Disclosure: This post may contain affiliate links, meaning when you click the links and make a purchase, we receive a commission.

How to Browse for File Path Using Excel VBA (3 Examples)

Need to learn how to browse for a file path using Excel VBA? VBA can automate many mundane tasks in Excel. It can save a lot of time. If you are looking for such unique tricks, you’ve come to the right place. Here, we will take you through 3 accessible and appropriate examples of browsing for a file path using Excel VBA.


Download Practice Workbook

You may download the following Excel workbook for better understanding and practice yourself.


3 Examples to Browse for File Path Using Excel VBA

This article’s VBA code demonstrates how to let a user choose a file and obtain its path during a subroutine. Here, we’ll use the FileDialog method and the GetOpenFilename method to browse a file path. So let’s explore them one by one.


Example 01: Using FileDialog Method to Browse for File Path in Excel VBA

For the first example, we’ll use the FileDialog method to browse a file path in Excel. Here, we’ll utilize the msoFileDialogFilePicker parameter in the method. So, without further delay, let’s see how to do it.

📌 Steps:

  • First of all, make a format like in the image below.
  • Here, in cell B2, we’ve inserted a heading.
  • Then, in cell B4, write down Path of Selected File and put an arrow symbol.
  • Also, create a blank space in cell C4 to show the file path.

Excel VBA Browse for File Path

  • After that, go to the Developer tab.
  • Then, select Visual Basic on the Code group.
  • Alternatively, press ALT+F11 to do the same task.

Excel VBA Browse for File Path

  • Instantly, the Microsoft Visual Basic for Applications window opens.
  • Afterward, move to the Insert tab.
  • Later, select Module from the options.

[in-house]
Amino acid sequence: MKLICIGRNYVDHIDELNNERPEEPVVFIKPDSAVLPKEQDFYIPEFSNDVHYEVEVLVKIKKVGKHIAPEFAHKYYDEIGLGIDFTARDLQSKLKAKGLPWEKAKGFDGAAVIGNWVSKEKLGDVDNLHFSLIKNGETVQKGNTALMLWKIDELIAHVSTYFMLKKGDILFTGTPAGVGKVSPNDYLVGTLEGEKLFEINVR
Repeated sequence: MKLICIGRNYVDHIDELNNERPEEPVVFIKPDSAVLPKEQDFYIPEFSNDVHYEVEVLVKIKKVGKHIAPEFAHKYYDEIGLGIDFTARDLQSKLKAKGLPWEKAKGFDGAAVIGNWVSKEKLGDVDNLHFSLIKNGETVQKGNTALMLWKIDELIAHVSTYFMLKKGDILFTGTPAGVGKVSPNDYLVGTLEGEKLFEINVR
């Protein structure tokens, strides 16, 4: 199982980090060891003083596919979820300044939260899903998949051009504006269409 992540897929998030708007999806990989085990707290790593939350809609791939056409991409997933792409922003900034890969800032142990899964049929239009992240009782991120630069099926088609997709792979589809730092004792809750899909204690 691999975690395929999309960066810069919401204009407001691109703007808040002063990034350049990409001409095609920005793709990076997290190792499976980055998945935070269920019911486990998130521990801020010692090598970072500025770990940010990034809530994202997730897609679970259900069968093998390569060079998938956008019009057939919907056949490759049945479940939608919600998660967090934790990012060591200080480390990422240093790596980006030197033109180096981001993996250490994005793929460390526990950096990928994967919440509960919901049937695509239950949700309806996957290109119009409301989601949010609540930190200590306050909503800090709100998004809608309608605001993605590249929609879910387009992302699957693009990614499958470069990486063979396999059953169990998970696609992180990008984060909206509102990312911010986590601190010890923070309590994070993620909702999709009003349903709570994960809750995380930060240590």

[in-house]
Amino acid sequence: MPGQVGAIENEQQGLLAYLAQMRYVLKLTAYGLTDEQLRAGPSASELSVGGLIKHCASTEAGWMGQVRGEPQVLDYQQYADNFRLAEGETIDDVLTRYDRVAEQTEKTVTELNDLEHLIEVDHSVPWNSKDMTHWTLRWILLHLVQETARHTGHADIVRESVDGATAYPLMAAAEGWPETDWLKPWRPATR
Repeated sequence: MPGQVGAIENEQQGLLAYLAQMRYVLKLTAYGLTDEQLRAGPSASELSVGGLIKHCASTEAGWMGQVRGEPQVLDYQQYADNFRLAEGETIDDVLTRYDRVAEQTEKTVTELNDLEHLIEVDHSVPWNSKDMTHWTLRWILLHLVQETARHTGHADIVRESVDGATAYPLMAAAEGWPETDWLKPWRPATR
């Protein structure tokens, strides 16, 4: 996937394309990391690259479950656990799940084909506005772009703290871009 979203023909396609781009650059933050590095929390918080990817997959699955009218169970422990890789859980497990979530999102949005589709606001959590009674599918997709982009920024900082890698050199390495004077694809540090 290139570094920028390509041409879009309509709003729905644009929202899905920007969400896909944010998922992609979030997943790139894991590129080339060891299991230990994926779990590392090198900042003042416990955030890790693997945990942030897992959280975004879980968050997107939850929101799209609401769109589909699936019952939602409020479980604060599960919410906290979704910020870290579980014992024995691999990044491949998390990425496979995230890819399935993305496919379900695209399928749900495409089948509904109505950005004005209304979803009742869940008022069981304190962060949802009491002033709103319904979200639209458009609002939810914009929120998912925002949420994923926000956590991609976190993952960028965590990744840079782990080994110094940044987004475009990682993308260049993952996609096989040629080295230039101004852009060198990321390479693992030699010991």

Excel VBA Browse for File Path

  • Immediately, it opens the Code Module.
  • Then, write down the following code in the Module.
Sub File_Path()
Dim File_Picker As FileDialog
Dim my_path As String
Set File_Picker = Application.FileDialog(msoFileDialogFilePicker)
File_Picker.Title = "Select a File" & FileType
File_Picker.Filters.Clear
File_Picker.Show
If File_Picker.SelectedItems.Count = 1 Then
my_path = File_Picker.SelectedItems(1)
End If
ActiveSheet.Range("C4").Value = my_path
End Sub

Excel VBA Browse for File Path

VBA Code Explanation

Sub File_Path()
Dim File_Picker As FileDialog
Dim my_path As String

  • Firstly, we create the macro and give it the name File_Path.
  • Then, we defined the two variables.

Set File_Picker = Application.FileDialog(msoFileDialogFilePicker)
File_Picker.Title = “Select a File” & FileType
File_Picker.Filters.Clear
File_Picker.Show

  • After that, we set the File_Picker variable to use the File Open Dialog box.
  • Later, we set the title of the dialog box as Select a File.
  • Then, cleared the filters. Which are mainly the file types.
  • Finally, we’ve to display the dialog box.

If File_Picker.SelectedItems.Count = 1 Then
my_path = File_Picker.SelectedItems(1)
End If

  • Here VBA will check if we have chosen any file, and when it is true it will assign that file path to our my_path variable.

ActiveSheet.Range(“C4”).Value = my_path
End Sub

  • The file path stored in the my_path variable shows in cell C4 in the active worksheet.

  • Now, return to the worksheet.
  • Again, jump to the Insert tab.
  • Then, click on the Illustrations group icon.
  • After that, click on the Shapes option.
  • Lastly, select Rectangle: Rounded Corners from the available shapes.